The internet is filled with people whose confidence is bolstered by the fact that they have a screen in front of them, instead of actual people. These people like to pick on other folks for using the wrong terminology and it often drives people away.
Don’t get me wrong, I believe words are important. I think it’s important that the right words be used to describe something. I also feel as though people should learn the ins and outs of a new thing, including terminology, to become as proficient as possible.
I’m a firm believer that if you’re going to do something, you may as well do it to the best of your ability, which includes using the right words when talking to others who share your affection for whatever it is you’re talking about.
It’s important because we’re stronger when we’re all on the same page. And of course, it’s great to not get picked on by the know-it-all gun owners.
That being said, if after reading this you still want to call things by other names, do whatever floats your boat. I know plenty of guys who call a magazine a clip just to get a reaction out of everyone else.
One thing I wanted to do, was compile a list of popular misused gun terms, and the more acceptable words you can use, instead, to help you out a bit. This list is meant for everyone both new to guns, and those of you who have been around for a while.
1) Is it a clip or magazine?
I used to volunteer my time at a local gunshop a couple days per week. Whenever someone came in and asked me for a clip, I have to admit that I did get a little confused and asked for clarification. I found that most people didn’t want a clip, but a magazine.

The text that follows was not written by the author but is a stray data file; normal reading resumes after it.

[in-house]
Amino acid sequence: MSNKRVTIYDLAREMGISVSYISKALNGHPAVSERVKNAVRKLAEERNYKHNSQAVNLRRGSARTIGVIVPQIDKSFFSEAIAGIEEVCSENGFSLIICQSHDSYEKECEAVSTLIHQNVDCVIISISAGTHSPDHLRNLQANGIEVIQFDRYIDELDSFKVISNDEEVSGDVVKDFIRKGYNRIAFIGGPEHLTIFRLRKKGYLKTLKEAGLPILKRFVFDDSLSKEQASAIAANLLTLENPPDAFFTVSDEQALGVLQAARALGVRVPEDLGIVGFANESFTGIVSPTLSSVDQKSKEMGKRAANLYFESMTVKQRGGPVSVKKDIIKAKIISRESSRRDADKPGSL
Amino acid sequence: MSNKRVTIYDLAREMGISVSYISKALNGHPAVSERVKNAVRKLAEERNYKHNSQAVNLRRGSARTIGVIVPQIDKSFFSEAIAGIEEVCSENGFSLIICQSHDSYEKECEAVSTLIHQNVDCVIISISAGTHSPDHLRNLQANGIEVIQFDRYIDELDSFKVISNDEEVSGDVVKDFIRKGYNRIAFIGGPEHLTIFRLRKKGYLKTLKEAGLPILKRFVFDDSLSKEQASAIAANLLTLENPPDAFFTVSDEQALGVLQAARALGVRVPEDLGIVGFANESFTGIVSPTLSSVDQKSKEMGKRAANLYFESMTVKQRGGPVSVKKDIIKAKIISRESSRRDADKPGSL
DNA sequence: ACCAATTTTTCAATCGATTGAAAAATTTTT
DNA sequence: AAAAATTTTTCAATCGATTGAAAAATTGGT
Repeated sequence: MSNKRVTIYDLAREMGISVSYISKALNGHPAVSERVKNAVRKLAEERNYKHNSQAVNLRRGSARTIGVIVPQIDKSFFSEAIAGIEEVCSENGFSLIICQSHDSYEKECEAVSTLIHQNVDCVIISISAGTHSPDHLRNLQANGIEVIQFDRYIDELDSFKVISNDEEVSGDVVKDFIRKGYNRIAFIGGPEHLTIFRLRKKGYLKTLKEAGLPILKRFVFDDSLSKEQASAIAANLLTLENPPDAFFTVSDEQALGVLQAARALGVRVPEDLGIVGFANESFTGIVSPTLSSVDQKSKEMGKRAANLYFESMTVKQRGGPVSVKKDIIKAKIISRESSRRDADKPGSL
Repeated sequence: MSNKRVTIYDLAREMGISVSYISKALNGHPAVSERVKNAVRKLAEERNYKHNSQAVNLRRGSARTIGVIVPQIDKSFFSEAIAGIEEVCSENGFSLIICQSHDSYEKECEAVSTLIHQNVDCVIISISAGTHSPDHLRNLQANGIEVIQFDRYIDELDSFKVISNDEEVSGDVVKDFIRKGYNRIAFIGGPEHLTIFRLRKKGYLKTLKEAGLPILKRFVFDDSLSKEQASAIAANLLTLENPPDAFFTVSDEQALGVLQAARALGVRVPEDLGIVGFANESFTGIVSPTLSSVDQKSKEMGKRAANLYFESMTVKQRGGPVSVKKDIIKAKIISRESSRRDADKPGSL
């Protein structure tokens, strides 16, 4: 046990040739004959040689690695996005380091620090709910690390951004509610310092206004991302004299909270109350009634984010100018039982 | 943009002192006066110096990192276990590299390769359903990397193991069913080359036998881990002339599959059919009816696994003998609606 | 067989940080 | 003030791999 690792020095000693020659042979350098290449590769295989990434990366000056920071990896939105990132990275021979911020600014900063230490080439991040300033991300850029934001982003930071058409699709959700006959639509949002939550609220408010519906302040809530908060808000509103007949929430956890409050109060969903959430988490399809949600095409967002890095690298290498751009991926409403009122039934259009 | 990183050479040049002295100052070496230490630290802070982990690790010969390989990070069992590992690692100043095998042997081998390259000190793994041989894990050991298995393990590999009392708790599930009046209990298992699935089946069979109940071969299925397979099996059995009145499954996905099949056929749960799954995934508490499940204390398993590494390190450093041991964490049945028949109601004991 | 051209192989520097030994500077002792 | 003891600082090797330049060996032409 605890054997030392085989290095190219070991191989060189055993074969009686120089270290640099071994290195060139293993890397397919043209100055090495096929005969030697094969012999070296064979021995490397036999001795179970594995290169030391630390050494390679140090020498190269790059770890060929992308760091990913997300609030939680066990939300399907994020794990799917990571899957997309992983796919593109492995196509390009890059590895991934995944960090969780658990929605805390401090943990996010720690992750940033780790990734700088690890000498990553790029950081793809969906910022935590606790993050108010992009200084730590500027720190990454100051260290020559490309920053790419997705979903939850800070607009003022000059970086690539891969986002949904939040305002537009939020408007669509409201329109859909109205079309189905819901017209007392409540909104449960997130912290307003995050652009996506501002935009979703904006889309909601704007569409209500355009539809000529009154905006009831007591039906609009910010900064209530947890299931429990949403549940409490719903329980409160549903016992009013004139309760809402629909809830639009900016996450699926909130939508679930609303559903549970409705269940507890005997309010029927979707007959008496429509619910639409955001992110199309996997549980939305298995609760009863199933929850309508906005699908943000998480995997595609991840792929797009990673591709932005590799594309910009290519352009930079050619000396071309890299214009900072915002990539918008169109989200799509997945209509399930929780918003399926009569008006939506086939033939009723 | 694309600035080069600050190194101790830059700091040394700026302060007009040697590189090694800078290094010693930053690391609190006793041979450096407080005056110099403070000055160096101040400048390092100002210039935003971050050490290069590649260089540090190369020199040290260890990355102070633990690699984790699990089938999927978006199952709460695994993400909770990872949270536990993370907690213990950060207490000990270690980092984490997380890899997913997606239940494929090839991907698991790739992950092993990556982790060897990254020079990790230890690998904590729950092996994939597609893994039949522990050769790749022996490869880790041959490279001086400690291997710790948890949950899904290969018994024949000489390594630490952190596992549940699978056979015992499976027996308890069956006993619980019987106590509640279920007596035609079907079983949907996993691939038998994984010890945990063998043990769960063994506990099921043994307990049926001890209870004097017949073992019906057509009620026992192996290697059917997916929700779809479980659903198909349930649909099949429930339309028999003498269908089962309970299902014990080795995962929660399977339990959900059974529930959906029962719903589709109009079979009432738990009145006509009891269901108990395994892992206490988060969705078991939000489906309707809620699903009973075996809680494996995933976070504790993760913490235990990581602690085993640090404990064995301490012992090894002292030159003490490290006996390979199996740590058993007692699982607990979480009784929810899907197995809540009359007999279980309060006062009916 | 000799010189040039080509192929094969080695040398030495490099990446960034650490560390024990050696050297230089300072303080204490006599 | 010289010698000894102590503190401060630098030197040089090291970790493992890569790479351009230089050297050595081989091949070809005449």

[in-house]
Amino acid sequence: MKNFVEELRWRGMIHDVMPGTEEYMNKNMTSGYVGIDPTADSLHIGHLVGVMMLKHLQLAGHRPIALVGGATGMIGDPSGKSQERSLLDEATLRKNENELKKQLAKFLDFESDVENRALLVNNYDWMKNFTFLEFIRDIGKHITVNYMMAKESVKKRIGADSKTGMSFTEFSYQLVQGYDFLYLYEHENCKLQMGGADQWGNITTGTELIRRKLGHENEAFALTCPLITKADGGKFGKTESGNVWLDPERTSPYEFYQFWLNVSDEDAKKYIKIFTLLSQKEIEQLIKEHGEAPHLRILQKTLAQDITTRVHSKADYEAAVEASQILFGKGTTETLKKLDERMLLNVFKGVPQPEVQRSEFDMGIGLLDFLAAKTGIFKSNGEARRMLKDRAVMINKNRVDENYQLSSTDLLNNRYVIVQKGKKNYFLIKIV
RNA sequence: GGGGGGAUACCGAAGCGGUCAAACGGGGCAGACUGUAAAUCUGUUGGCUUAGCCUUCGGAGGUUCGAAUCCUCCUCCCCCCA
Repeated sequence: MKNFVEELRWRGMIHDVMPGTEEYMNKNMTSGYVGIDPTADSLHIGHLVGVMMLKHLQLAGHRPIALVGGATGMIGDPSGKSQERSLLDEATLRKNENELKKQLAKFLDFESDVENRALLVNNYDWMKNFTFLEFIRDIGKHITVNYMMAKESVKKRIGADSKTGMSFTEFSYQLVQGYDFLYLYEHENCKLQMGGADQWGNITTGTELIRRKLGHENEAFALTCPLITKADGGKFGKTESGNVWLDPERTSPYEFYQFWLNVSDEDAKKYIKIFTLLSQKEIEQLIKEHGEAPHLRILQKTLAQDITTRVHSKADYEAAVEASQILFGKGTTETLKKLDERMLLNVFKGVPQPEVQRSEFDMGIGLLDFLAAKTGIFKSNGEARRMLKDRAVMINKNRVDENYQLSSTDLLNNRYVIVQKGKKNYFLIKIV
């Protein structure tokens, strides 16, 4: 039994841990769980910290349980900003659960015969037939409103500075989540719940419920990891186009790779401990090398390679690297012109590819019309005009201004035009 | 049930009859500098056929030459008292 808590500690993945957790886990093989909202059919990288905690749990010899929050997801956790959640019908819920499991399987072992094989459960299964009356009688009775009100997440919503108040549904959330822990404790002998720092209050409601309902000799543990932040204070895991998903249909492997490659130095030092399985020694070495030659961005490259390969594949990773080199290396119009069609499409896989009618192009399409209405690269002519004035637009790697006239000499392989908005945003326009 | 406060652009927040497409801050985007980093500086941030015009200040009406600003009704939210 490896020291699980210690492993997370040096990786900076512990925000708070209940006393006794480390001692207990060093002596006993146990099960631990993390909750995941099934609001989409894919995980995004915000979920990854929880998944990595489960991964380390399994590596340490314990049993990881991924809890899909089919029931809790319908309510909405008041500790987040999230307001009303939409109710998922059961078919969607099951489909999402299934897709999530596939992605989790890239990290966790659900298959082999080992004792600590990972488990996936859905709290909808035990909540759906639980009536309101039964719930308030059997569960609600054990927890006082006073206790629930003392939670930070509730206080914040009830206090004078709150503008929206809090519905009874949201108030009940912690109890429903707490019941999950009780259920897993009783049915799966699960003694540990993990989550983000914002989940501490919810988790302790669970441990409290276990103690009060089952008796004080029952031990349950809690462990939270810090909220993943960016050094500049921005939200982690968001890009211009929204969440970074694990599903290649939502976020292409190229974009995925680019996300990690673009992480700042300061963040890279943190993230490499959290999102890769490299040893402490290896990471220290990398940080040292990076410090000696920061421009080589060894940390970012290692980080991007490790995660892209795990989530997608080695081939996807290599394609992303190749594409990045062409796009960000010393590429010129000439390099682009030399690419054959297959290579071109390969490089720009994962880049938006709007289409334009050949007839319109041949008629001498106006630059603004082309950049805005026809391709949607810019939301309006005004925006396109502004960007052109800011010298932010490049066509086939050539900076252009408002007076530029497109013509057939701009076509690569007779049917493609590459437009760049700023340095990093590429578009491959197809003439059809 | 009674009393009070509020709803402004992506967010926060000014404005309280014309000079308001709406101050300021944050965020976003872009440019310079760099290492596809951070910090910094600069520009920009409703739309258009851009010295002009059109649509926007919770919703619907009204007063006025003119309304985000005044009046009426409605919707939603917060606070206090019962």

The two are different.
While many people from younger generations will tell you that there is no such thing as a clip, there actually is. It’s just not the part of the gun you think it is.
On most modern firearms, the part where the ammo is actually held and fed into the gun is not actually called a “clip.” The proper word for that thing, is called a magazine.
Where it can get a bit confusing, is when you realize that there are gun parts that utilize a clip, and it does have to do with ammo. There are things called “stripper clips,” and some older rifles, like the Garand and the SKS, made use of a clip.
But, your AR-15s, Glocks, 1911s, and almost all other firearms use a magazine of some sort, whether internal or external. “Magazine” is the correct terminology to use when talking about it.
2) Is it a bullet or cartridge?
Okay, so when you go to the store and buy a box of ammo, each individual thing inside of that box is technically called a cartridge. Calling it a “bullet,” while everyone should know what you’re talking about, is technically wrong.
The cartridge is the whole thing from the primer and the case, to the bullet and the powder.
The bullet, on the other hand, is just the part that flies out the barrel of the gun.
Let’s make it a bit more confusing, by telling you that the word “bullet” can also be interchanged with the word “projectile.”
Again, that’s the part that you hope to hit your target or assailant with, when you put the squeeze on the trigger.
3) Assault Rifle
Something misconstrued by many of those who are anti-gun, and those new to the gun world because they hear this term a lot, is the term “assault rifle.” An assault rifle is something used by the military, and is generally not something made available to the public on a mass scale.
The AR-15s found in gun safes across the nation are in fact a variant of the first rifle of this type, made by a company called Armalite. In fact, the AR doesn’t stand for “assault rifle” as many would think, but “Armalite Rifle.”
To expand on this a bit more, an “assault rifle” is something that is usually a selective fire weapon, meaning that it can shoot semi-automatic, or full automatic depending on which setting is selected (hence the term, selective fire).